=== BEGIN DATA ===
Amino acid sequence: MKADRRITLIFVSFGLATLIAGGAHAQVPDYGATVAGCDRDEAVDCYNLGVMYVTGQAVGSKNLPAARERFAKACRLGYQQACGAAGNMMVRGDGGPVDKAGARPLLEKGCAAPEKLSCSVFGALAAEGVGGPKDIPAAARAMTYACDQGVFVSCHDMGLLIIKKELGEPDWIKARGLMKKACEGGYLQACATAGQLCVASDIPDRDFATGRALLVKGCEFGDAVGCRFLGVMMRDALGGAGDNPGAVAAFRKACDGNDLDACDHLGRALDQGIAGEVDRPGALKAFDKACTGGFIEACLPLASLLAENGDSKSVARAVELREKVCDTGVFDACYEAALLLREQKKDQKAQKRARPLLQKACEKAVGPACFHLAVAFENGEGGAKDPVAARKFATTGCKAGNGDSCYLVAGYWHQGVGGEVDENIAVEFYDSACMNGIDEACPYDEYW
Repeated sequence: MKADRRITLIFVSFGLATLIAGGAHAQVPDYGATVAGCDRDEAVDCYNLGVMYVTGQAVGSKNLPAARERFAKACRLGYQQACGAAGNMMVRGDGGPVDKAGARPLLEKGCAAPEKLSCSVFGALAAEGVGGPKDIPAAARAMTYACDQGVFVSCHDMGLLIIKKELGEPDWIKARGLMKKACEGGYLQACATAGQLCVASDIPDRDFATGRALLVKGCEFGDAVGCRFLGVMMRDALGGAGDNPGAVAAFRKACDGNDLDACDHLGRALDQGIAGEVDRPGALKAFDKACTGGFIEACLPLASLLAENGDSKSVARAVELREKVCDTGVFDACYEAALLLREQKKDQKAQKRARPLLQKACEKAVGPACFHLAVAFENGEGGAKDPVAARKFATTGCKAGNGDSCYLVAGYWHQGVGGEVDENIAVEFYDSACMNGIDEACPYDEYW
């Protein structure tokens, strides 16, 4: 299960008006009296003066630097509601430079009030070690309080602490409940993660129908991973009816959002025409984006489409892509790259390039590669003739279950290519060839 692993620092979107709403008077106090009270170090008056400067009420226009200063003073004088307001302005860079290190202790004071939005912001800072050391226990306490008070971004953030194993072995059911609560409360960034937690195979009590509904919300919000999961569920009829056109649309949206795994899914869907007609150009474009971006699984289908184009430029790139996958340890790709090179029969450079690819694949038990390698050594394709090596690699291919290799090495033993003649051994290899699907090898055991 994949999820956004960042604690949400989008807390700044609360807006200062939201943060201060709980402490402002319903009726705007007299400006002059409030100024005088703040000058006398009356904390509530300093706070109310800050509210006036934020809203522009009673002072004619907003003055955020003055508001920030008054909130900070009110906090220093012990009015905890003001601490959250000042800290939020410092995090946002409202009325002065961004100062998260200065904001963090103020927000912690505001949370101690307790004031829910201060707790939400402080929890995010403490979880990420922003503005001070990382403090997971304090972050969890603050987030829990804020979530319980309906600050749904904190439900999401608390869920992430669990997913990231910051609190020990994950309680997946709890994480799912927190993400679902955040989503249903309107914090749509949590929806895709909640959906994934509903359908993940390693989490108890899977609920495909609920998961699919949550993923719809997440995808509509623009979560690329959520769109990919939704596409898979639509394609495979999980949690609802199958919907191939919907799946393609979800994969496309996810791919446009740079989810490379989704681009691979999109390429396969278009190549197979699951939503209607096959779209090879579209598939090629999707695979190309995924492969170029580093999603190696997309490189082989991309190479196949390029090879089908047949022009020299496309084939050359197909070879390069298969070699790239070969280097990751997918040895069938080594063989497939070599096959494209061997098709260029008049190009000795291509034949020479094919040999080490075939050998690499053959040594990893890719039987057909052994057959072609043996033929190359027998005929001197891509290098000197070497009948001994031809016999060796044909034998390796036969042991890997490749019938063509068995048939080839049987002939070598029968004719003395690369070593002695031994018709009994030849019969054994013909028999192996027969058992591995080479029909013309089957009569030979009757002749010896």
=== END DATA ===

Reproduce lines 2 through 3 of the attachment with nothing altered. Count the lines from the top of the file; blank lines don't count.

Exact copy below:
Repeated sequence: MKADRRITLIFVSFGLATLIAGGAHAQVPDYGATVAGCDRDEAVDCYNLGVMYVTGQAVGSKNLPAARERFAKACRLGYQQACGAAGNMMVRGDGGPVDKAGARPLLEKGCAAPEKLSCSVFGALAAEGVGGPKDIPAAARAMTYACDQGVFVSCHDMGLLIIKKELGEPDWIKARGLMKKACEGGYLQACATAGQLCVASDIPDRDFATGRALLVKGCEFGDAVGCRFLGVMMRDALGGAGDNPGAVAAFRKACDGNDLDACDHLGRALDQGIAGEVDRPGALKAFDKACTGGFIEACLPLASLLAENGDSKSVARAVELREKVCDTGVFDACYEAALLLREQKKDQKAQKRARPLLQKACEKAVGPACFHLAVAFENGEGGAKDPVAARKFATTGCKAGNGDSCYLVAGYWHQGVGGEVDENIAVEFYDSACMNGIDEACPYDEYW
């Protein structure tokens, strides 16, 4: 299960008006009296003066630097509601430079009030070690309080602490409940993660129908991973009816959002025409984006489409892509790259390039590669003739279950290519060839 692993620092979107709403008077106090009270170090008056400067009420226009200063003073004088307001302005860079290190202790004071939005912001800072050391226990306490008070971004953030194993072995059911609560409360960034937690195979009590509904919300919000999961569920009829056109649309949206795994899914869907007609150009474009971006699984289908184009430029790139996958340890790709090179029969450079690819694949038990390698050594394709090596690699291919290799090495033993003649051994290899699907090898055991 994949999820956004960042604690949400989008807390700044609360807006200062939201943060201060709980402490402002319903009726705007007299400006002059409030100024005088703040000058006398009356904390509530300093706070109310800050509210006036934020809203522009009673002072004619907003003055955020003055508001920030008054909130900070009110906090220093012990009015905890003001601490959250000042800290939020410092995090946002409202009325002065961004100062998260200065904001963090103020927000912690505001949370101690307790004031829910201060707790939400402080929890995010403490979880990420922003503005001070990382403090997971304090972050969890603050987030829990804020979530319980309906600050749904904190439900999401608390869920992430669990997913990231910051609190020990994950309680997946709890994480799912927190993400679902955040989503249903309107914090749509949590929806895709909640959906994934509903359908993940390693989490108890899977609920495909609920998961699919949550993923719809997440995808509509623009979560690329959520769109990919939704596409898979639509394609495979999980949690609802199958919907191939919907799946393609979800994969496309996810791919446009740079989810490379989704681009691979999109390429396969278009190549197979699951939503209607096959779209090879579209598939090629999707695979190309995924492969170029580093999603190696997309490189082989991309190479196949390029090879089908047949022009020299496309084939050359197909070879390069298969070699790239070969280097990751997918040895069938080594063989497939070599096959494209061997098709260029008049190009000795291509034949020479094919040999080490075939050998690499053959040594990893890719039987057909052994057959072609043996033929190359027998005929001197891509290098000197070497009948001994031809016999060796044909034998390796036969042991890997490749019938063509068995048939080839049987002939070598029968004719003395690369070593002695031994018709009994030849019969054994013909028999192996027969058992591995080479029909013309089957009569030979009757002749010896």